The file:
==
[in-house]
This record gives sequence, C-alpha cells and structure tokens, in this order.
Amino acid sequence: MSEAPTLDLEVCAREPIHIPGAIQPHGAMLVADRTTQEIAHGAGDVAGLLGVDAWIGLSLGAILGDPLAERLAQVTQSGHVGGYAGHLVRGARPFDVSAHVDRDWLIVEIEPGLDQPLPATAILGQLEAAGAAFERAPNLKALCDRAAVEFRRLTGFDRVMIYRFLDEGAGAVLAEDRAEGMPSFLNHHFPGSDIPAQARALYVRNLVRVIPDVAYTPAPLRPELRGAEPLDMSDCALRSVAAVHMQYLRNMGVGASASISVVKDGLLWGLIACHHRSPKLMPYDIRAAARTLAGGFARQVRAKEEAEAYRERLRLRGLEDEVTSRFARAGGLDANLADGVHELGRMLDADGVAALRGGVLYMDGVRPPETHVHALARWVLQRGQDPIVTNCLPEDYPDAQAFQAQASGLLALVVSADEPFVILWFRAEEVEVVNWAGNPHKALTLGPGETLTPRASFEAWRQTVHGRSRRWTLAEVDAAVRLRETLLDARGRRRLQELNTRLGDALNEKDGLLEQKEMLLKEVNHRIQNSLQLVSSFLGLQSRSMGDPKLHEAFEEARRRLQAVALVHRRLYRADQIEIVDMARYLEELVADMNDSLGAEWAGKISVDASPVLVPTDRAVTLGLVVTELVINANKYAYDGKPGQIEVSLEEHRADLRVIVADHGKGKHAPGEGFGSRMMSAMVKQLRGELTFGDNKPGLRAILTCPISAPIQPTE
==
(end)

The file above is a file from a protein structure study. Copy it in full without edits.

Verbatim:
[in-house]
This record gives sequence, C-alpha cells and structure tokens, in this order.
Amino acid sequence: MSEAPTLDLEVCAREPIHIPGAIQPHGAMLVADRTTQEIAHGAGDVAGLLGVDAWIGLSLGAILGDPLAERLAQVTQSGHVGGYAGHLVRGARPFDVSAHVDRDWLIVEIEPGLDQPLPATAILGQLEAAGAAFERAPNLKALCDRAAVEFRRLTGFDRVMIYRFLDEGAGAVLAEDRAEGMPSFLNHHFPGSDIPAQARALYVRNLVRVIPDVAYTPAPLRPELRGAEPLDMSDCALRSVAAVHMQYLRNMGVGASASISVVKDGLLWGLIACHHRSPKLMPYDIRAAARTLAGGFARQVRAKEEAEAYRERLRLRGLEDEVTSRFARAGGLDANLADGVHELGRMLDADGVAALRGGVLYMDGVRPPETHVHALARWVLQRGQDPIVTNCLPEDYPDAQAFQAQASGLLALVVSADEPFVILWFRAEEVEVVNWAGNPHKALTLGPGETLTPRASFEAWRQTVHGRSRRWTLAEVDAAVRLRETLLDARGRRRLQELNTRLGDALNEKDGLLEQKEMLLKEVNHRIQNSLQLVSSFLGLQSRSMGDPKLHEAFEEARRRLQAVALVHRRLYRADQIEIVDMARYLEELVADMNDSLGAEWAGKISVDASPVLVPTDRAVTLGLVVTELVINANKYAYDGKPGQIEVSLEEHRADLRVIVADHGKGKHAPGEGFGSRMMSAMVKQLRGELTFGDNKPGLRAILTCPISAPIQPTE